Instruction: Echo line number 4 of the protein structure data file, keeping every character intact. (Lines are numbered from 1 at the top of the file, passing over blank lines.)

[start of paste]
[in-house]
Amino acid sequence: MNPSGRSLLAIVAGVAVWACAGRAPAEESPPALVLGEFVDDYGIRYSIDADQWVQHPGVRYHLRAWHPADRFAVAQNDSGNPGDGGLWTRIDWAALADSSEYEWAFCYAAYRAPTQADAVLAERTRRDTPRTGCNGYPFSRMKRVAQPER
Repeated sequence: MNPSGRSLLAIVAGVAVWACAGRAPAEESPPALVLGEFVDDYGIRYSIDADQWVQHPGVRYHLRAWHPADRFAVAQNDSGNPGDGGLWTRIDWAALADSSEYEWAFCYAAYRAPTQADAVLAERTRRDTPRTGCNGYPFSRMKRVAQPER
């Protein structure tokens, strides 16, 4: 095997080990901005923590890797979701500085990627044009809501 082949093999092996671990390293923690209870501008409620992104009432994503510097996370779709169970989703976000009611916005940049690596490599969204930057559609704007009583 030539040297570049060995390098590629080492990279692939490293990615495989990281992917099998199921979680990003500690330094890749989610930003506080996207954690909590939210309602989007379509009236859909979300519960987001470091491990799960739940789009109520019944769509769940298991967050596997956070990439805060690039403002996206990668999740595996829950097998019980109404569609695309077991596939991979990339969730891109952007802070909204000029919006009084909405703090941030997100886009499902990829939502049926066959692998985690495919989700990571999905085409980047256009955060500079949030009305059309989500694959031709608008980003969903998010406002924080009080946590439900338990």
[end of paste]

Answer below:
């Protein structure tokens, strides 16, 4: 095997080990901005923590890797979701500085990627044009809501 082949093999092996671990390293923690209870501008409620992104009432994503510097996370779709169970989703976000009611916005940049690596490599969204930057559609704007009583 030539040297570049060995390098590629080492990279692939490293990615495989990281992917099998199921979680990003500690330094890749989610930003506080996207954690909590939210309602989007379509009236859909979300519960987001470091491990799960739940789009109520019944769509769940298991967050596997956070990439805060690039403002996206990668999740595996829950097998019980109404569609695309077991596939991979990339969730891109952007802070909204000029919006009084909405703090941030997100886009499902990829939502049926066959692998985690495919989700990571999905085409980047256009955060500079949030009305059309989500694959031709608008980003969903998010406002924080009080946590439900338990």